Nine days without power: My ice storm story as an EWEB customer and employee
While beautiful and peaceful, buying a home on the edge of the forest and surrounded by trees has its tradeoffs. Moving “upriver,” I knew there would be more threats to prepare for, including Mother Nature’s seasonal surprises.Find Out More
Preparation and Resilience: How EWEB Maintained Water Service During Recent Ice Storm
Learn about the projects and people that helped EWEB keep water flowing throughout the extreme weather event.Find Out More
EWEB achieves power restoration milestone over the weekend
Crews have so far restored power for 92% of customers who originally lost power at the height of the ice storm.Find Out More
Reenergized McKenzie River Valley transmission lines allow EWEB crews to restore power upriver
On Friday, a majority of EWEB crews tackled power restoration efforts upriver, after federally managed transmission lines were reenergized Thursday.Find Out More
EWEB estimates one week to complete power system restoration
On Wednesday, EWEB crews restored power for about 10,000 customers by repairing large equipment first.Find Out More
Second round of ice and ensuing thaw prompt mass power outages
On Wednesday, all EWEB crews, who have been working nonstop since Saturday, traversed EWEB’s service territory assessing the damage and restoring transmission lines and main power feeders.Find Out More
Power restored at EWEB’s water treatment plant
Crews restored electric power at EWEB's Hayden Bridge Water Filtration Plant Monday evening, allowing operators to switch off the generators and rely again on the grid. Meanwhile, EWEB crews brace for additional outages amidst second round of ice and during the coming thaw.Find Out More
EWEB crews focusing on restoring electric service for Hayden Bridge Water Filtration Plant
With more ice forecasted for Tuesday, all EWEB crews are in the field assessing outages and restoring power.Find Out More
EWEB crews making downed lines safe and restoring power across Eugene and the foothills
As EWEB works to restore electric service to customers affected by the ice storm, the customer-owned utility is following established policies and its “hierarchy of repair” to prioritize repairs that restore electric service to the greatest number of customers.Find Out More
Leaburg Decommissioning Action Plan
Plan details next steps through regulatory processes to begin dismantling Leaburg Dam by 2032.Find Out More
What’s ahead in 2024: General manager’s message to EWEB customer-owners
At the start of the new year, we back at accomplishments from 2023 and look ahead at what's to come in 2024.Find Out More
Start the New Year saving money with energy saving tips
We know that saving money is important to our customers. Using energy and water wisely is a great way to reduce your monthly utility bill, even as the costs of electricity and water rise. EWEB has several steps you can take to reduce your usage and even make your home feel more comfortable.Find Out More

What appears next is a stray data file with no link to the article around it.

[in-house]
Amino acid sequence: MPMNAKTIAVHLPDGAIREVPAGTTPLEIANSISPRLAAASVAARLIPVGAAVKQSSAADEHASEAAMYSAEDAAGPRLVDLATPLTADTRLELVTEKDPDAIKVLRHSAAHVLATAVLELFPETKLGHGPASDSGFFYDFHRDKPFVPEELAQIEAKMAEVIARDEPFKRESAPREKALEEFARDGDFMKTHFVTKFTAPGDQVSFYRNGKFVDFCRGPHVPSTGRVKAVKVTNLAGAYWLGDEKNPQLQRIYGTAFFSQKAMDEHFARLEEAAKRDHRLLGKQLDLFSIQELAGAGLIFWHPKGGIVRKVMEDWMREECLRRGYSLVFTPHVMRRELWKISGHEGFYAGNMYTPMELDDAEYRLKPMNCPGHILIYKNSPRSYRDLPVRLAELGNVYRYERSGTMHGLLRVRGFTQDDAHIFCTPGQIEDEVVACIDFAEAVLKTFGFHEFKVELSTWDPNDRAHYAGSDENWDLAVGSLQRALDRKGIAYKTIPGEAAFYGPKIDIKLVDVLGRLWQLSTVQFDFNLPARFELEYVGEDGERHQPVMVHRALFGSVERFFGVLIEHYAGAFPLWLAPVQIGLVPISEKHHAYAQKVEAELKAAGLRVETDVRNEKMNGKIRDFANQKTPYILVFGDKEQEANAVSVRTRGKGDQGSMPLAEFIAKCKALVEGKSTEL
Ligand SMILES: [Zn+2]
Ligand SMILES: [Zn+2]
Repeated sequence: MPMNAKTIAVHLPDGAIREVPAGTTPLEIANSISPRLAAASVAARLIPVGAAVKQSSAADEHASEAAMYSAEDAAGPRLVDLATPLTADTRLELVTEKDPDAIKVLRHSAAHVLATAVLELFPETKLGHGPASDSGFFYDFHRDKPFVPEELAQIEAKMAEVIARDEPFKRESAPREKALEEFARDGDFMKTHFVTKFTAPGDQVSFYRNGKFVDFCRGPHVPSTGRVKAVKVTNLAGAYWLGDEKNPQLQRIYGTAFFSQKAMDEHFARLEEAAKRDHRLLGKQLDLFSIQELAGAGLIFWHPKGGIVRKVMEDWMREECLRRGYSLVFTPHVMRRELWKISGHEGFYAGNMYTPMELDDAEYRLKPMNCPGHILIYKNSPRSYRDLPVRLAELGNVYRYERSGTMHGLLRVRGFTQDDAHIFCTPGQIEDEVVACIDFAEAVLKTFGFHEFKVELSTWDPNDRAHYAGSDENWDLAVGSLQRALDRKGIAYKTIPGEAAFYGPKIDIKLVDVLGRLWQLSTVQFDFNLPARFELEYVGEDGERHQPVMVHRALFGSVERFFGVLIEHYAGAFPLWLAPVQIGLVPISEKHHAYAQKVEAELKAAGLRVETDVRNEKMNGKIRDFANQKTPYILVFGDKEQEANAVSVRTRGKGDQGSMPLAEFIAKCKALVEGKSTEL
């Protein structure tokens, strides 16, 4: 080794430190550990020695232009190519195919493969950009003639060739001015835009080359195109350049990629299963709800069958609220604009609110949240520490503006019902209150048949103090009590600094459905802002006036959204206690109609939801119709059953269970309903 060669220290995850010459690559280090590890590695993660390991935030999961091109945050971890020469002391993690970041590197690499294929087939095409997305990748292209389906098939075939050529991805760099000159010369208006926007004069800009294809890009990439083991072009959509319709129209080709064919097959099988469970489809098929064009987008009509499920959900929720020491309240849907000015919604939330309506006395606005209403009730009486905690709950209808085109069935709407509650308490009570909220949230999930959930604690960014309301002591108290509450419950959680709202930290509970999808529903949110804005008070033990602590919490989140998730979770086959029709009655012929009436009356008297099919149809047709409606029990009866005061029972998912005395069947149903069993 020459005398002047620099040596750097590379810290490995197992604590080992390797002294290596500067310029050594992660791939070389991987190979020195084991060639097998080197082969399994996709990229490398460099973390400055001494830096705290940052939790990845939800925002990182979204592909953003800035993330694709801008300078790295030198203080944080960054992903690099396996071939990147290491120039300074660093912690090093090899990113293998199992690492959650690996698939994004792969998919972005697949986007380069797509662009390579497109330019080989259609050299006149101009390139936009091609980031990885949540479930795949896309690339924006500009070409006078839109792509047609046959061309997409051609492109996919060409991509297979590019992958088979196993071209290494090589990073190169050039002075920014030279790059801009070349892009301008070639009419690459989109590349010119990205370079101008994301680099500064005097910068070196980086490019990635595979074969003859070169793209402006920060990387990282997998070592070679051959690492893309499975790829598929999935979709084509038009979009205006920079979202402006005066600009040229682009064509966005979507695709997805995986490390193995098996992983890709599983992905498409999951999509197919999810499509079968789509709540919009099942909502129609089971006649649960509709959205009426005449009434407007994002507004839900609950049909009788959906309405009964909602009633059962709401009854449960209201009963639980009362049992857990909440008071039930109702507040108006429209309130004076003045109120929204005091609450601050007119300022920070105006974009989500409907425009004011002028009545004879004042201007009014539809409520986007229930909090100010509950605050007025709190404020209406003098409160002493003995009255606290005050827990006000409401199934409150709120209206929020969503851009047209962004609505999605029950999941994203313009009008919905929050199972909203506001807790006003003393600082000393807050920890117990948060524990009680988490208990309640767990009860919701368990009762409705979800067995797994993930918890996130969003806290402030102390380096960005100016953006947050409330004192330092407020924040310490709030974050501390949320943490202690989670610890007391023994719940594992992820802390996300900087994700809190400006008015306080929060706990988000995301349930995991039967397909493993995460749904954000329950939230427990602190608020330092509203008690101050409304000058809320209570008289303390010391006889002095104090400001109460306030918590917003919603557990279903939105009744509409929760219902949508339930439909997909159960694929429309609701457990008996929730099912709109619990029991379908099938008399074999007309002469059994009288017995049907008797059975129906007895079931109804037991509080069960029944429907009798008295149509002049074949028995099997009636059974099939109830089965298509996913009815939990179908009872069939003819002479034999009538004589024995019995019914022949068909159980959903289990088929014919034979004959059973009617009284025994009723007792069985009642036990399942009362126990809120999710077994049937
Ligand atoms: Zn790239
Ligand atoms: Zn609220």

Currin Substation: End of year update
EWEB Engineer Philip Peterson explains what's been happening in the final stretch to complete the substation rebuild.Find Out More
EWEB 2023 year in review
In 2023, EWEB invested in our community with grants, rebates and an array of other programs and measures aimed at fulfilling our core values of safety, reliability, affordability, environmental responsibility and community/culture.Find Out More
EWEB Recognized with Excellence in Communications Awards from American Public Power Association
We are proud to have been recognized with two Excellence in Public Power Communications Awards for 2023 from the American Public Power Association (APPA).Find Out More
- Show More
National Preparedness Month: Older adults take control in 1, 2, 3
September 13, 2023 • Robyn Smith, EWEB Communications
September is National Preparedness Month and this year, the theme for FEMA’s Ready Campaign is “Take Control in 1, 2, 3,”. The campaign focuses on preparing older adults for disasters and all-hazard events.
We know older adults can face greater risks when it comes to the extreme weather events and emergencies we face, especially if they are living alone, are low-income, have a disability, depend on electricity for medical needs, or live in rural areas.
It’s important for older adults, especially those who rely on electricity for medical and mobility needs, to be prepared for a power outage.
Emergency preparedness tips for older adults:
1. Plan how you will communicate if you have a communication need
- Create a list of emergency contacts, including family members and care providers to assist you if needed during an emergency.
- Keep a charged portable power bank phone charger in your emergency kit in case of a power outage.
Help an older adult -
Make a physical copy of an emergency plan for their home, including emergency contact information (family members/caregivers), household information (address/phone number), emergency plans (what to do if…), emergency meeting places, and medical information.
2. Plan for food, water, and essentials for you and pets or service animals. Research pet-friendly evacuation centers.
- Following a disaster, there may be power outages that could last for several days. Store at least a several-day supply of canned foods, dry mixes and other staples that do not require refrigeration, cooking, water or special preparation.
- Be sure to have a manual can opener and eating utensils.
- During a power outage, discard any perishable food such as meat, poultry, fish, eggs, or leftovers that have been above 40 degrees Fahrenheit for two hours or more.
Help an older adult -
Purchase a refrigerator thermometer that they can easily read to check the temperature in the fridge during a power outage. Refrigerated or frozen foods should be kept at 40 degrees Fahrenheit or below for proper food storage.